Are you a “night owl”- wide awake and active till way past midnight, but somehow still manage to wake up early to get to work? Or are you that person who is early to bed but late to rise, because your body needs at least 10 hours of sleep to function the next day? Well, either way, you may find some clues from your genes.
Scientists have identified 76 new gene variants that are associated with the amount of sleep you get, throwing new light on the mechanisms of the sleep-wake control centers of the brain.
This study conducted by researchers from Massachusetts General Hospital (MGH) and the University of Exeter Medical School is the largest of its kind, including more than 446,000 participants in the U.K. who self-reported the amount of sleep they typically received. As a result, they found that genes are responsible for 10-40% variation in an individual’s sleep duration.
While 7-8 hours of sleep per night is considered optimum, 6 hours or less is considered too little sleep and more than 9 hours, too much.
It is known that too much and too little sleep are harmful and can lead to chronic diseases.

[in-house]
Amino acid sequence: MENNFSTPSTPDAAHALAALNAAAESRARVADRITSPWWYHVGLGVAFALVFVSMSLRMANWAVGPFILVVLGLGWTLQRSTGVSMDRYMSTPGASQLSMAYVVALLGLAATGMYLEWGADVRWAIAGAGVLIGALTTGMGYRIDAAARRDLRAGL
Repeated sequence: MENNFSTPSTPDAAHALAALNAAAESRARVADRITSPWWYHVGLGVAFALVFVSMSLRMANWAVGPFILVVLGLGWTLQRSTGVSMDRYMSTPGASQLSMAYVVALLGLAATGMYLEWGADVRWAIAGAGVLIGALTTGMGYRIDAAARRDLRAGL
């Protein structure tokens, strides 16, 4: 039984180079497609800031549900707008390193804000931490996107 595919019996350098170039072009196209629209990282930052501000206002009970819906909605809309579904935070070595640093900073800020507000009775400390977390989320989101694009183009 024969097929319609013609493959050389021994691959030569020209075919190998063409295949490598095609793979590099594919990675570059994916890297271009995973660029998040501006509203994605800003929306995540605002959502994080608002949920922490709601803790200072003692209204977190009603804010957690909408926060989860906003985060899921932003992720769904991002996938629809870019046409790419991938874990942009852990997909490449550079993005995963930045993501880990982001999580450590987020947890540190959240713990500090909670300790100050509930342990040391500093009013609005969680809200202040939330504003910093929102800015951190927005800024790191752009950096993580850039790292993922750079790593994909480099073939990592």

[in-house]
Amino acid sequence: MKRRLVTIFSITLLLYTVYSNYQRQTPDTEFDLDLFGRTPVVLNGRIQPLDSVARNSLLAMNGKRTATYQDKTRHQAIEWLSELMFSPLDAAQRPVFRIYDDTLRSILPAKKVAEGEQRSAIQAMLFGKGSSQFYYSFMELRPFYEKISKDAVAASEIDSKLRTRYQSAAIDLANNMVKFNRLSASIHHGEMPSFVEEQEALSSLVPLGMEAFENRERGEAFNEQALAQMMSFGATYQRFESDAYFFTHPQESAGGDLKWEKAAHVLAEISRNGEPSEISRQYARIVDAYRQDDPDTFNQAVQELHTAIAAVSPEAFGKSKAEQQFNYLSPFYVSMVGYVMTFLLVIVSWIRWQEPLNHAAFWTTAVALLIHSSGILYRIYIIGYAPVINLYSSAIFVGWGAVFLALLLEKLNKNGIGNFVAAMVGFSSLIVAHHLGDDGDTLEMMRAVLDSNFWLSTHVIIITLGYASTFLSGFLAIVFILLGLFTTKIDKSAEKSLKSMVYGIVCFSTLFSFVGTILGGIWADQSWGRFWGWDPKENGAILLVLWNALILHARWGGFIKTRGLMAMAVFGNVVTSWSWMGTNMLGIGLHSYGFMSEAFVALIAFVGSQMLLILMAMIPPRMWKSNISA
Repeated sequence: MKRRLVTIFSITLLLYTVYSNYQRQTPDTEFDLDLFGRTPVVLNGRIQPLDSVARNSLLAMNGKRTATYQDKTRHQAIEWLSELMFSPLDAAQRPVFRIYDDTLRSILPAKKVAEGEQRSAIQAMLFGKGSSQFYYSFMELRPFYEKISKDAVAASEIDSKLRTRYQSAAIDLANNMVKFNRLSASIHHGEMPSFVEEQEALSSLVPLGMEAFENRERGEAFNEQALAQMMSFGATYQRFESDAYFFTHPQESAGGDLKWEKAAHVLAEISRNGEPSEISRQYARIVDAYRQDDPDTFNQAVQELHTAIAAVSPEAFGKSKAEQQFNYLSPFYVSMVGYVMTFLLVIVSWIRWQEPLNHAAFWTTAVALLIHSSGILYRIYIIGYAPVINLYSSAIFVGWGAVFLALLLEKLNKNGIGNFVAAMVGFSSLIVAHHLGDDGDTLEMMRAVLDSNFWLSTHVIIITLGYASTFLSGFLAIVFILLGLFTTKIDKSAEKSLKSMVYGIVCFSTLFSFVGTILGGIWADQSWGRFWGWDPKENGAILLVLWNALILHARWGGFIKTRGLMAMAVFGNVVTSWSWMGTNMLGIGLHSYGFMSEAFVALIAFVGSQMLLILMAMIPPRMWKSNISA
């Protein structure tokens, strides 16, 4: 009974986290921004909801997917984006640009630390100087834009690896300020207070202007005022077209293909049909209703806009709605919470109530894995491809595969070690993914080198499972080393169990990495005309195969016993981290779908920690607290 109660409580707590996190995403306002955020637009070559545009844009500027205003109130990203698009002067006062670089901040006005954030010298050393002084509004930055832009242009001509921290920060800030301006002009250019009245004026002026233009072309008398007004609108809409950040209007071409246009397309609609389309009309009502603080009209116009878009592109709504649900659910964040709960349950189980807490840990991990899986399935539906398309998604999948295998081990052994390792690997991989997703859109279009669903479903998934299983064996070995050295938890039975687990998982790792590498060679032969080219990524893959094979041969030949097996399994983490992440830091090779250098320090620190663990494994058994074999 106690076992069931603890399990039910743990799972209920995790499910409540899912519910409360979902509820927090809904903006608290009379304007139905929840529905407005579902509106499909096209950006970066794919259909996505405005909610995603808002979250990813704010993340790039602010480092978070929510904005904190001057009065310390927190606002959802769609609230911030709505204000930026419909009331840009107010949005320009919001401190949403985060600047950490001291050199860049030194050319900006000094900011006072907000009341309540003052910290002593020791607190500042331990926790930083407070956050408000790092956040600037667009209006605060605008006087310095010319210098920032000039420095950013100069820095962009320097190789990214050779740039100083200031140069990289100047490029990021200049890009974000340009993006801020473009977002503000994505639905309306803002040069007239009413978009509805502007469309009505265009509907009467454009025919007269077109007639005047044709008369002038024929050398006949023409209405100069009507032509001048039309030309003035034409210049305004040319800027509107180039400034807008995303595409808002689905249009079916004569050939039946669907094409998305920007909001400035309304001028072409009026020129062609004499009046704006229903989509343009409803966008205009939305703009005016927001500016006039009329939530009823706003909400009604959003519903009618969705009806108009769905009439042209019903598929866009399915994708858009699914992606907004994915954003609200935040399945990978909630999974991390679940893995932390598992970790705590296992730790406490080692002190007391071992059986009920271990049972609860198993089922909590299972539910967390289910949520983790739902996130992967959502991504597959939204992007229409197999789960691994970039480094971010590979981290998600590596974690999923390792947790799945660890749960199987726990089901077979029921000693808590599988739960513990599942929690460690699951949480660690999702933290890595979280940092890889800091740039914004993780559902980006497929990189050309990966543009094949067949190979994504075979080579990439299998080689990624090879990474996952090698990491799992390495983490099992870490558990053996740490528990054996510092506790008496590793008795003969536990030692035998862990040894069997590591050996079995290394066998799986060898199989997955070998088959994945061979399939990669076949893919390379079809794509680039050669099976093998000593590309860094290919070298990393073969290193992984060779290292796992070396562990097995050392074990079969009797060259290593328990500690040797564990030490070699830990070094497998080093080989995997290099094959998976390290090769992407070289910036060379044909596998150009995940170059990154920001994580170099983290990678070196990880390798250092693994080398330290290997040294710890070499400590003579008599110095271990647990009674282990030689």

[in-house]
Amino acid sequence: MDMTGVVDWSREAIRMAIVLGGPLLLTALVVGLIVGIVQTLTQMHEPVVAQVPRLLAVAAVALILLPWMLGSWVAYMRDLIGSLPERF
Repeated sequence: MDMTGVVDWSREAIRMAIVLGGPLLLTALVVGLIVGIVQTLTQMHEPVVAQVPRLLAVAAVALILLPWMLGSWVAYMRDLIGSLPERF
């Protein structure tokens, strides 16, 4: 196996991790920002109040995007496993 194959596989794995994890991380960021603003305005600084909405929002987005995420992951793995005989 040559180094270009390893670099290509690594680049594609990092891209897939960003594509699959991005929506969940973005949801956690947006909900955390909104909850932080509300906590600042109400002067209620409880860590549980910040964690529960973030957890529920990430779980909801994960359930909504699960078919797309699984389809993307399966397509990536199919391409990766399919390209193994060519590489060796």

This study also found genetic links associated with poor sleep patterns and conditions like depression, higher levels of body fat and fewer years of schooling!
In order to probe these associations further, scientists conducted separate gene association studies on groups of people who reported lower than average sleep hours and longer sleep duration.
There were some interesting findings-- short sleep duration was genetically associated with traits like insomnia and smoking, while longer sleep duration was associated with schizophrenia, type-2 diabetes, and coronary artery disease.
Not relying on data from questionnaires alone, participants in the study were asked to wear accelerometers (motion-detecting devices like Fitbit) for up to a week before undergoing genetic testing for the 78 sleep-duration associated gene variants.
Investigators were able to objectively associate these genetic regions with not just the number of hours of sleep that the individual got, but also sleep quality, instances of waking up in the night and daytime inactivity.
Interestingly, the gene regions associated with sleep duration were different from those associated with insomnia or sleep chronotype, identified in previous studies.
This study helps in understanding each person’s natural optimal sleep duration for a refreshing sleep.